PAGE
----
In the wake of the big Java security crisis, Java applets have become increasingly inaccessible and/or onerous to use, due to security settings. Add to this issues like Java 7 needing a 64 bit browser in OSX and Linux, and it's rather difficult to get a classroom set of computers, much less a BYOD environment, to effectively run Java applets in class.
I've found that I can just forget asking students to use them at home, given their computer setups and ability to navigate these complications.
My first applet is an attempt to replace Walter Fendt's longitudinal standing waves animation. I love this for my students - it's difficult for them to picture particle motion in longitudinal pulses, but nearly impossible for them to visualize what the particles are doing in a longitudinal standing wave. This depiction is obviously idealized, but it can help them get over that hump.
The second thing that I like about this setup is that it shows SW diagrams/graphs of not only particle displacement, but also the change in pressure. At this point in class, we've been merrily drawing standing wave diagrams for waves in tube as if they were waves on strings (or some kind of string that can have an unconstrained end or two). What have we actually been drawing? This helps to clarify that we had been illustrating the change in position of the particles and shows that we can also describe the change in pressure that they undergo. Looking back up at the animation gives students a sense of why the two trends are related the way that they are.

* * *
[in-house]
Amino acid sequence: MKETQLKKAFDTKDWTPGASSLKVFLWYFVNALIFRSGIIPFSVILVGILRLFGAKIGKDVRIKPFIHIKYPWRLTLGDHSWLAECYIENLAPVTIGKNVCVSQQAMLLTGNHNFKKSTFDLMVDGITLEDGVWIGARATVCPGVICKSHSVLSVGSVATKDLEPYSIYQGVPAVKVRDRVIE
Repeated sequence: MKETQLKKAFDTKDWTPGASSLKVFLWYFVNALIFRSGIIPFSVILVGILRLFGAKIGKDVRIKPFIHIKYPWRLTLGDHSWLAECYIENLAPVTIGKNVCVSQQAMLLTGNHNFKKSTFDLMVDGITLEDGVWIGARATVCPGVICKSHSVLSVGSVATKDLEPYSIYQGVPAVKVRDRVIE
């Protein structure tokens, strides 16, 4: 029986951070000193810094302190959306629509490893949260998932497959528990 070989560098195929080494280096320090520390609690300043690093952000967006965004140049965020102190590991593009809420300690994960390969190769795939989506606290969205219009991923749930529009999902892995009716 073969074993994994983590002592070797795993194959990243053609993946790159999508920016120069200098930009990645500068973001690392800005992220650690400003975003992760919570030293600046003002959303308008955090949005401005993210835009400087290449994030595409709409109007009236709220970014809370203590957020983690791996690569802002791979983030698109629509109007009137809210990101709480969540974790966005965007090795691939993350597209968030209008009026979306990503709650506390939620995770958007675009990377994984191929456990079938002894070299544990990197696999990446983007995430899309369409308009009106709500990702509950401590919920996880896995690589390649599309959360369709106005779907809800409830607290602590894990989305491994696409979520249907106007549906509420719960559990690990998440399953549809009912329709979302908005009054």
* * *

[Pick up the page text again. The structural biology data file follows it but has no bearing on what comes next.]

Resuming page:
I've decided to leave out (at least for now) the numerical data on the side, as I hadn't generally found much use for it. Perhaps I'll add it - let me know if you see a good reason for including that.
Click through the screenshot for the applet itself - enjoy!